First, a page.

Before considering a proposal to take hundreds of millions of dollars from a quasi-governmental fund that is meant to guarantee worker's compensation insurance in Colorado, state lawmakers "grilled" Pinnacol Assurance officials about six-figure compensation packages earned by nine top execs, according to The Denver Post
"It's almost like we've created an AIG, but there's no oversight in terms of shareholders," says Representative Jack Pommer, the Boulder Democrat who chairs the House Appropriations Committee, which approved Senate Bill 281 in a 9-3 vote. The measure clarifies that Pinnacol is part of the state government and should not operate as a private insurance company--a move seen as a precursor to a coming panel vote to take $500 million from Pinnacol in order to plug a big hole in the state budget.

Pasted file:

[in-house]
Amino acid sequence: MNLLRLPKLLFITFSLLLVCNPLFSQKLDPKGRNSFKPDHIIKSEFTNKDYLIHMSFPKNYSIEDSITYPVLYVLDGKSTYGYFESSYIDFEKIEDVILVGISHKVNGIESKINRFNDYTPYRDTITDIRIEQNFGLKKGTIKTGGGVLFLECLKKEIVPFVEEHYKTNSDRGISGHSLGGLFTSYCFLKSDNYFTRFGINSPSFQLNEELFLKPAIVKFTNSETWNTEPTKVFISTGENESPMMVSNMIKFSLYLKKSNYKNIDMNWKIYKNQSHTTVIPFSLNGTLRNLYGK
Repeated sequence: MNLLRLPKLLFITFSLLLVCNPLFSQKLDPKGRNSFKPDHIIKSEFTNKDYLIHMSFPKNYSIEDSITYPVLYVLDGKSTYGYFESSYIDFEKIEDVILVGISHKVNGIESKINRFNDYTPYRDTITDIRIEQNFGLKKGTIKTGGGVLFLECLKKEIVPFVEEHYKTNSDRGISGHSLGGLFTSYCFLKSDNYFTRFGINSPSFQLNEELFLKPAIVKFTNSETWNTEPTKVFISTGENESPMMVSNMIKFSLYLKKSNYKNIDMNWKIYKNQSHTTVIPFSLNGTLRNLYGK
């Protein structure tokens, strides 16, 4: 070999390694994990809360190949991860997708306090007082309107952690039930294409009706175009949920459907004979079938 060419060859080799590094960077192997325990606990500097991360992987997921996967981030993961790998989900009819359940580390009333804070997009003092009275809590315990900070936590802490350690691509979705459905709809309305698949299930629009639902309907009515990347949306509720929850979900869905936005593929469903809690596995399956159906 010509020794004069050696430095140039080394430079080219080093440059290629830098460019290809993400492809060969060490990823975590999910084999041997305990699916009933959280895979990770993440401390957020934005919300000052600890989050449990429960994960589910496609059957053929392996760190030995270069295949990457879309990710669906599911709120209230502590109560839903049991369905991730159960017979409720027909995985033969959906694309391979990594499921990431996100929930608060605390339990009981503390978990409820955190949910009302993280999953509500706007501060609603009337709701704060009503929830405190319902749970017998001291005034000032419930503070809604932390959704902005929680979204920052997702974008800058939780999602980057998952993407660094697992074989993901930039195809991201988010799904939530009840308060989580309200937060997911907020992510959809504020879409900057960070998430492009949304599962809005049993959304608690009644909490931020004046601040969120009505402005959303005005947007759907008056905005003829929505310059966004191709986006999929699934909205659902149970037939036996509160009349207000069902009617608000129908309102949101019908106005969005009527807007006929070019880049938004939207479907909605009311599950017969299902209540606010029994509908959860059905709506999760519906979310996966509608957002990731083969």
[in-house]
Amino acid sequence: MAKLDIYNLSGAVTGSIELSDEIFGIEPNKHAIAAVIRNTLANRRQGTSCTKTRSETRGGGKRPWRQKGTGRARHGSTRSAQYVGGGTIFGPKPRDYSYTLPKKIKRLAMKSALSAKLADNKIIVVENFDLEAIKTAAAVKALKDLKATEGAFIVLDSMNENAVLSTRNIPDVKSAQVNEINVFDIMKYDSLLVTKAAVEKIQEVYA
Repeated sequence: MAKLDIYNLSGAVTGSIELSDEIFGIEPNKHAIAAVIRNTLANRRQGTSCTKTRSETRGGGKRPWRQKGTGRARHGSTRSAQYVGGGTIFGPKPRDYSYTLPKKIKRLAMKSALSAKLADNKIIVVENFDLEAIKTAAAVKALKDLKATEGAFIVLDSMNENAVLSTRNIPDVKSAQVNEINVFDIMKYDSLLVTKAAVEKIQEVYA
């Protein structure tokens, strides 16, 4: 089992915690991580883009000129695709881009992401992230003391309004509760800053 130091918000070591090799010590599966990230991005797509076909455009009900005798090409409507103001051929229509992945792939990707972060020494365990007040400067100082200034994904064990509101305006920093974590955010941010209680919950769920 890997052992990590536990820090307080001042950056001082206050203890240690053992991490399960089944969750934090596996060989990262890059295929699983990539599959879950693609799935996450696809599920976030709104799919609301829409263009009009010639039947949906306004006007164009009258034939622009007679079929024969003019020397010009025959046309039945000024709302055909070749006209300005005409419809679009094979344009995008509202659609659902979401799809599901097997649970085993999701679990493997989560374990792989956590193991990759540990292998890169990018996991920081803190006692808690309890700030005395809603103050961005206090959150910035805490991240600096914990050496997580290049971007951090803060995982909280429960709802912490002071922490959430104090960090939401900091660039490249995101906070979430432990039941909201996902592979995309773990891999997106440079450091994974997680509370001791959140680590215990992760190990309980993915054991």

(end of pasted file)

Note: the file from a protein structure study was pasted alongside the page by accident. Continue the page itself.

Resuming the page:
Governor Bill Ritter has taken no public position on the idea, but Mark Simon, who is disabled, has. He says it took two acts of legislation and a Supreme Court ruling before he received his first claim from Pinnacol, writes theÂ Denver Business Journal
Meanwhile, Pinnacol's chief executive, Ken Ross, tellsÂ News 13
in Colorado Springs that the company keeps large reserves in case of a tragic event, such as a tornado, which could result in mass numbers of worker's comp claims.